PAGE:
Almost two years after a massive fire, recycler Intercontinental Export Import Inc. has made safety improvements at its site in Parkersburg, W. Va.
At a June 22 appearance in Parkersburg Municipal Court, IEI official Sunny Naik said that the firm is finalizing a contract to repair almost half of the roof of one of the damaged buildings, according to a June 23 article in The Parkersburg News and Sentinel. Once the roof is repaired, five nonworking sprinkler systems can be repaired, he added.
Naik and Parkersburg Fire Chief Jason Matthews were appearing in court to address multiple safety citations that had been issued against IEI after the October 2017 fire. The blaze burned for eight days and destroyed almost 90 million pounds of plastic scrap and pellets.
Several citations against IEI were dismissed by Municipal Judge Debra Steed because of the firm's remediation efforts. Several others are pending, while one fine — for less than $200 — was enforced.
In December 2017, state officials approved a plan of corrective action submitted by IEI. That plan covered air monitoring, ash and burned material disposal and construction of a stormwater barrier. Work described in the plan was expected to be completed by mid-2018.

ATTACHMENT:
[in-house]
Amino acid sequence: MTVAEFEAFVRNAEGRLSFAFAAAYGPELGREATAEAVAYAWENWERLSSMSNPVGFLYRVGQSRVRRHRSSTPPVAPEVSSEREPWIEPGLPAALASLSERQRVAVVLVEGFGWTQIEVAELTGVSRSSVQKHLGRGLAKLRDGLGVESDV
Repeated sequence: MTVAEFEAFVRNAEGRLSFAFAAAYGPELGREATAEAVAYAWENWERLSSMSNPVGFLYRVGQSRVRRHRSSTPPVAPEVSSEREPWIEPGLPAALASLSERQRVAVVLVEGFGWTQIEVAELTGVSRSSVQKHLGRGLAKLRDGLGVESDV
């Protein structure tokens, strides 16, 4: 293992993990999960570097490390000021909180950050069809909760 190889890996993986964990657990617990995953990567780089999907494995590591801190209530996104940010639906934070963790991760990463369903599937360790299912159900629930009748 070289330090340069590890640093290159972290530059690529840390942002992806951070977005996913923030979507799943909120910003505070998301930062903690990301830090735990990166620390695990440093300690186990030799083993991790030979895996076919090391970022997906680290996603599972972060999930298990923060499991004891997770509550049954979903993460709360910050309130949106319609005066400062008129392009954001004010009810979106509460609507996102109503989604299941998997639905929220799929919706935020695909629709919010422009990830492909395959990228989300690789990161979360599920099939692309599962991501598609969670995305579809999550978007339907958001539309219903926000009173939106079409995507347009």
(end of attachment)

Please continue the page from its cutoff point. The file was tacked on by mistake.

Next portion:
IEI officials initially said that some documents about the contents of the warehouse were destroyed in the fire. The firm later filed more than 500 pages of safety data sheets and other information with the state. An initial list provided included plastics such as glycol-modified PET and several types of nylon.
Shortly after the fire, four other IEI recycling sites in the state were inspected for safety. IEI is part of SirNaik Group, a collection of recycling, scrap and compounding businesses in West Virginia and nearby states.
No employees were in the plant when the fire was reported. No injuries were reported among the more than 100 firefighters who battled the blaze. The site covers 450,000 square feet spread over three buildings, including one massive structure that covers 350,000 square feet.
Naik added at the July 22 meeting that IEI employees will continue to work on cleaning up and clearing material in the building. He also said there are contracted fire watches in place at all buildings without working fire alarms, as required by the state after the initial round of inspections.
One of the buildings damaged in the fire may be demolished, Naik said. Plastic material now stored in the building will be removed while IEI decides what to do with the structure, he added.